The once-unflappable logistics sector could be in for “elevated uncertainty” for the rest of this year, according to a recent quarterly report from Prologis.
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After more than a year of “consistently strong readings above 58,” the company’s proprietary Industrial Business Indicator, which is based on a survey of customer sentiment, fell in March to 41.7. Although Prologis noted that an IBI number below 50 indicates a contraction in demand, the company stated that the figure would have to remain under 50 “for several months to more clearly signal a recessionary environment.”
The report advises that demand and new development could both be limited, with rental growth flat, at least until “health and economic uncertainty subsides—likely in 2021.” Until the pandemic became a factor, operating fundamentals were strong, with market vacancy in the first quarter near an all-time low of 4.7 percent.
Now however, Prologis is lowering its projection for net absorption from 250 million square feet to 100 million square feet, despite first-quarter demand of more than 50 million square feet. Similarly, the estimate of anticipated 2020 completions fell from 275 million square feet to 225 million square feet.
“Caution is warranted based on an increase in rent relief requests, and we anticipate that some longer lease-up times and potential defaults will likewise contribute to vacancy,” the report warned. Unsurprisingly, leasing activity is up in a few customer sectors, such as e-commerce, food and beverage, and 3PL. Other parts of the logistics customer base, including nonessential retail, restaurants, travel and tourism, entertainment and auto are suffering.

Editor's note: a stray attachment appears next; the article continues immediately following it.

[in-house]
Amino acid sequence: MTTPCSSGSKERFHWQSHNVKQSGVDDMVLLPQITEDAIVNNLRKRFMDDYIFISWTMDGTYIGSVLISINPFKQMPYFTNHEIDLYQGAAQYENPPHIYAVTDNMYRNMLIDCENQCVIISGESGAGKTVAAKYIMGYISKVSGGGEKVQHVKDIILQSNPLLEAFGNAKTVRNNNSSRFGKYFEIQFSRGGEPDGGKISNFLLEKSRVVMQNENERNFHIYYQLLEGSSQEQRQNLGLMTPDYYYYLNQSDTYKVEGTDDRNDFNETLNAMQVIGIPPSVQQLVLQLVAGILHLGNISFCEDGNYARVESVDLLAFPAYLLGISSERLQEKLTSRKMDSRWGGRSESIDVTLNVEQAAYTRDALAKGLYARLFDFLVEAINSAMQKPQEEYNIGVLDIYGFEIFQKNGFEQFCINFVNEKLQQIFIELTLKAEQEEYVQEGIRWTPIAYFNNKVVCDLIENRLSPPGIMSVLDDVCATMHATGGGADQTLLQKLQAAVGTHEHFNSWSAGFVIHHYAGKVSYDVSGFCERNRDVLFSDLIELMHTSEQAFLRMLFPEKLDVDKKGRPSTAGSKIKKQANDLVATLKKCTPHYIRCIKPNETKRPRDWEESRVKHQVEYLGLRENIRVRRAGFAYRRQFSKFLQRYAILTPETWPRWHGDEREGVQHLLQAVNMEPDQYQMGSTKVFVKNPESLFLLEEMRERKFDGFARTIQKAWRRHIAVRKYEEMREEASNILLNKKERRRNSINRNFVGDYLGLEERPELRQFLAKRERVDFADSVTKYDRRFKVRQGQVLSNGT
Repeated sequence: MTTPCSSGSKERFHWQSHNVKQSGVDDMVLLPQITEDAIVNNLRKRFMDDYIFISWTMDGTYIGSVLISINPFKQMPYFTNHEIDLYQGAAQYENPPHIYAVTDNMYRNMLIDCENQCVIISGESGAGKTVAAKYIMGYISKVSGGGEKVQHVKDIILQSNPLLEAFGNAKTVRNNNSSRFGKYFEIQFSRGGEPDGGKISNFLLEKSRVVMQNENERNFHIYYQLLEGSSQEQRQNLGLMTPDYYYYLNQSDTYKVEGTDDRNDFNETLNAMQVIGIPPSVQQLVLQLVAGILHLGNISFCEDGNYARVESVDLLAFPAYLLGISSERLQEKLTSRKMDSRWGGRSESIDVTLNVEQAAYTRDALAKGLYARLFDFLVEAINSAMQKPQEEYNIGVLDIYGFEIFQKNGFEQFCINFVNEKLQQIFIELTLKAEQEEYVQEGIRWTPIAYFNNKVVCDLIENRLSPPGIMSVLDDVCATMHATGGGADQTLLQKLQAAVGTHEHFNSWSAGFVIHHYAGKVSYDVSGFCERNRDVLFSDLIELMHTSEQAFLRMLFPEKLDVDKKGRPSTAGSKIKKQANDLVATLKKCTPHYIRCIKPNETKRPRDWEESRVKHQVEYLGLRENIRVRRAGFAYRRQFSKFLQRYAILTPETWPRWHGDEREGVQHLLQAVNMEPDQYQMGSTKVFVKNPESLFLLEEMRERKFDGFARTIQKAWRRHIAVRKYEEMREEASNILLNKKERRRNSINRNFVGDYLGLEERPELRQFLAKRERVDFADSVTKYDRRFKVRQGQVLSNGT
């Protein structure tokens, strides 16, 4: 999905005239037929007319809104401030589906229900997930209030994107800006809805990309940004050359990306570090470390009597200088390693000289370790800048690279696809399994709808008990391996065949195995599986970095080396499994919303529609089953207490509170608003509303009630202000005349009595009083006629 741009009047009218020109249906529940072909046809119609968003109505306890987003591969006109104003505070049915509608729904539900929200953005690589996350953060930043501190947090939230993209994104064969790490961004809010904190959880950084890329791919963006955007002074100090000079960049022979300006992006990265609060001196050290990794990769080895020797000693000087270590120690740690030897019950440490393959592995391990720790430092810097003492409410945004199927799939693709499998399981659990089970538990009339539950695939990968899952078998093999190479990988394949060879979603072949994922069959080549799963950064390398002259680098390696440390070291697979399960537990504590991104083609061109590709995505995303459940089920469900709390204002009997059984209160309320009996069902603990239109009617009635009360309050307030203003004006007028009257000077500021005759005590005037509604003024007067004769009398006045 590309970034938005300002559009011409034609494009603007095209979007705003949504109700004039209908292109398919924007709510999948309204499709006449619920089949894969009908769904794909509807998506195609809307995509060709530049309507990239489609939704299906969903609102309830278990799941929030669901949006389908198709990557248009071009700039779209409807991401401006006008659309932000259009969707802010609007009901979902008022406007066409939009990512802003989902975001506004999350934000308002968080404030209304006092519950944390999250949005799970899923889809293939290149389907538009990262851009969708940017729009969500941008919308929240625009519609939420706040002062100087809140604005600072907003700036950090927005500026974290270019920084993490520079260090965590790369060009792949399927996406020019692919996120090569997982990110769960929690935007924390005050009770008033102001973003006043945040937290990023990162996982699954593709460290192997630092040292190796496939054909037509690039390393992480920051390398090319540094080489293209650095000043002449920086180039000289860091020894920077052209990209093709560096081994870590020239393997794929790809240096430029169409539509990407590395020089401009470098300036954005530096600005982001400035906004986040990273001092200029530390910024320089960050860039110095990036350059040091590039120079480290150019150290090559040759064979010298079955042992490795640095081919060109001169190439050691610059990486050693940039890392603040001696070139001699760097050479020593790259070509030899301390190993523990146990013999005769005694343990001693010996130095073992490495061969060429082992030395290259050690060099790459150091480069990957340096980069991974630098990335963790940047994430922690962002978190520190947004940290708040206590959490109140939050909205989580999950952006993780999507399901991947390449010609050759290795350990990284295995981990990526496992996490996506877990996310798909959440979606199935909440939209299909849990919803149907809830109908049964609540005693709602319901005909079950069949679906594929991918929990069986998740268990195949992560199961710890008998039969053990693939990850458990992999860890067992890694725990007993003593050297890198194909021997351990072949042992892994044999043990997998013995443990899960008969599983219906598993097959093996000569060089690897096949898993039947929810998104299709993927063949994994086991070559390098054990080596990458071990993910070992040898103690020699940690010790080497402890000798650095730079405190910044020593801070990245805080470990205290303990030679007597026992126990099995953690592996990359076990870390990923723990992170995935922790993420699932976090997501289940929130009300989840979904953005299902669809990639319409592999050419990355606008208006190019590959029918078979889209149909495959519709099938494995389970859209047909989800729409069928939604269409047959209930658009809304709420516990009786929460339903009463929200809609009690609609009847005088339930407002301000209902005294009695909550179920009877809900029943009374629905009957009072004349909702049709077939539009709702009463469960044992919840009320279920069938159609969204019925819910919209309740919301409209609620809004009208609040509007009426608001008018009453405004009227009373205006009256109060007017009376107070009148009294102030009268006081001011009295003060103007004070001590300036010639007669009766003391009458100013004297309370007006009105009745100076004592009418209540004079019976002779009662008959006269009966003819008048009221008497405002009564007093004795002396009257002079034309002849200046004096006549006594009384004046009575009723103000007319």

Though the latter segments total only a minority of the customer base, the authors noted that “they have contributed to a rise in rent relief requests and may offset some of the demand surge” coming from the customer industries that are doing well.
Still investing—for now
While virus-related business interruptions led to a rough end to the first quarter, investment activity for industrial had been strong. In early February, BKM Capital Partners acquired a nearly 2.7-million-square-foot portfolio of 11 industrial assets in Arizona, California and Portland for $425.4 million. Later that month, WPT agreed to buy a 26-property logistics portfolio from Pure Industrial Real Estate Trust for $730 million. The assets total about 9 million square feet across eight states. And in early March, Venture One sold a 28-building industrial portfolio in metro Chicago to Taurus Investment Holdings for $153.5 million. Venture One will continue to manage the properties.